1. Still Life has more in common with the political work of Goya than the canonical still lifes of 17th-century Dutch painters. The son of two lawyers who defended victims in the South African Apartheid, William Kentridge has dealt with the political and racial tensions that continue to shape his home country. The edible content may appear neutral, but to display Kentridge’s work in any context is always a political gesture.
2. The sporadic charcoal lines in the background of Still Life imbue the static fruit with a sense of movement in time. Time is major theme in Kentridge's work—he erases and alters a single drawing while recording the changes with a stop-motion camera to create his animated films.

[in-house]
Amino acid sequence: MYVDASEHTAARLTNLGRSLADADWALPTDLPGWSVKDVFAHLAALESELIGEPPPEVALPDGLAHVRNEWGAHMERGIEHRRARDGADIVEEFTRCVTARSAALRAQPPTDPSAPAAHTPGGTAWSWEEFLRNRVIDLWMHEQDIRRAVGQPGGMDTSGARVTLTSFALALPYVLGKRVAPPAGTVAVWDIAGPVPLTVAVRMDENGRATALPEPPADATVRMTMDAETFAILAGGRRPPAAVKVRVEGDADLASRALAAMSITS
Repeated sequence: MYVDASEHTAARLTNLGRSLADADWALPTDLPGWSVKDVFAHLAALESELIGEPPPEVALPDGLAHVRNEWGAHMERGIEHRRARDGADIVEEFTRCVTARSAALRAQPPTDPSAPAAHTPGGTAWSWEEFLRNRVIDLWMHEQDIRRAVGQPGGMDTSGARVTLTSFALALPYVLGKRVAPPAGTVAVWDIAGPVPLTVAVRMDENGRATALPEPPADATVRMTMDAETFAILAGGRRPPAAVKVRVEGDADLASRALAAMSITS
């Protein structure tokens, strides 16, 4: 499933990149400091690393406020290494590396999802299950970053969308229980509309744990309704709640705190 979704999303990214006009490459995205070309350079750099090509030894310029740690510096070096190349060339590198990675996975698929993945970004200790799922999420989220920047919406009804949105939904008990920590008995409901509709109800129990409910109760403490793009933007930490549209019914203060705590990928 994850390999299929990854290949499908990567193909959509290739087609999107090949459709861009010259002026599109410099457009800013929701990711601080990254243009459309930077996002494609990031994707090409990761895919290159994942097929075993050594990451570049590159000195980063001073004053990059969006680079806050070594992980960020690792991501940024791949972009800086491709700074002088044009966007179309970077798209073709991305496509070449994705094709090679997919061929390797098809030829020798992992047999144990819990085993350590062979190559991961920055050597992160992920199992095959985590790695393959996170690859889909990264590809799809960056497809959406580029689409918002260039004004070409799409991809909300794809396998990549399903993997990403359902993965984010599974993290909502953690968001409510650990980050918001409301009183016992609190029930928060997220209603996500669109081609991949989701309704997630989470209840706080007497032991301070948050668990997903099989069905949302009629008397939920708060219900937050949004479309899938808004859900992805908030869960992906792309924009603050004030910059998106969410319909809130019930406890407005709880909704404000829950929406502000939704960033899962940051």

3. For $5,600, this etching is a steal. Adding him to your collection would mean sharing him with reputable museums that have also acquired his work. Speaking of museums, if you’re on the West coast make sure to check out SFMOMA’s re-installment of his gesumptkunstwerk multimedia installation and opera The Refusal of Time (2012).
4. Prior to his international renown as a visual artist, Kentridge was best known for his work in avant-garde theater. He continues to work in the performing arts, often to great acclaim: in 2010, he directed a new production of Dmitri Shostakovich's The Nose at the Metropolitan Opera, which was widely praised by critics.